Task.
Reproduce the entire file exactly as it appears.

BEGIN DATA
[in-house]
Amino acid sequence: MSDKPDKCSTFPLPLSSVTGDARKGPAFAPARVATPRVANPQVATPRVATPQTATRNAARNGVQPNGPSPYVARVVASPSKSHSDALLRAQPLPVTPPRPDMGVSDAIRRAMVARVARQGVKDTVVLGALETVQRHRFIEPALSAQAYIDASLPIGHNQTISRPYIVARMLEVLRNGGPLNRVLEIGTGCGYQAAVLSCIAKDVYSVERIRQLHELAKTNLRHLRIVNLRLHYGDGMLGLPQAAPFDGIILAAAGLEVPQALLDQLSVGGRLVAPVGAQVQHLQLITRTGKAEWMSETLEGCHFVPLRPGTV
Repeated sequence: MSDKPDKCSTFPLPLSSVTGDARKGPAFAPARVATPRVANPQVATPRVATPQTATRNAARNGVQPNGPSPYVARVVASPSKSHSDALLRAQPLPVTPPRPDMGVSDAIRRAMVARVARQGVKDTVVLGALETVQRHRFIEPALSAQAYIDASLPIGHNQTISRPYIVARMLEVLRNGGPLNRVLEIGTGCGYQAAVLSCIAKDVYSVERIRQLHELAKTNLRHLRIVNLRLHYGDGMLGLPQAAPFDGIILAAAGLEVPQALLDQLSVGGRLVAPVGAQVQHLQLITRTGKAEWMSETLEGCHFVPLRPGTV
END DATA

[in-house]
Amino acid sequence: MSDKPDKCSTFPLPLSSVTGDARKGPAFAPARVATPRVANPQVATPRVATPQTATRNAARNGVQPNGPSPYVARVVASPSKSHSDALLRAQPLPVTPPRPDMGVSDAIRRAMVARVARQGVKDTVVLGALETVQRHRFIEPALSAQAYIDASLPIGHNQTISRPYIVARMLEVLRNGGPLNRVLEIGTGCGYQAAVLSCIAKDVYSVERIRQLHELAKTNLRHLRIVNLRLHYGDGMLGLPQAAPFDGIILAAAGLEVPQALLDQLSVGGRLVAPVGAQVQHLQLITRTGKAEWMSETLEGCHFVPLRPGTV
Repeated sequence: MSDKPDKCSTFPLPLSSVTGDARKGPAFAPARVATPRVANPQVATPRVATPQTATRNAARNGVQPNGPSPYVARVVASPSKSHSDALLRAQPLPVTPPRPDMGVSDAIRRAMVARVARQGVKDTVVLGALETVQRHRFIEPALSAQAYIDASLPIGHNQTISRPYIVARMLEVLRNGGPLNRVLEIGTGCGYQAAVLSCIAKDVYSVERIRQLHELAKTNLRHLRIVNLRLHYGDGMLGLPQAAPFDGIILAAAGLEVPQALLDQLSVGGRLVAPVGAQVQHLQLITRTGKAEWMSETLEGCHFVPLRPGTV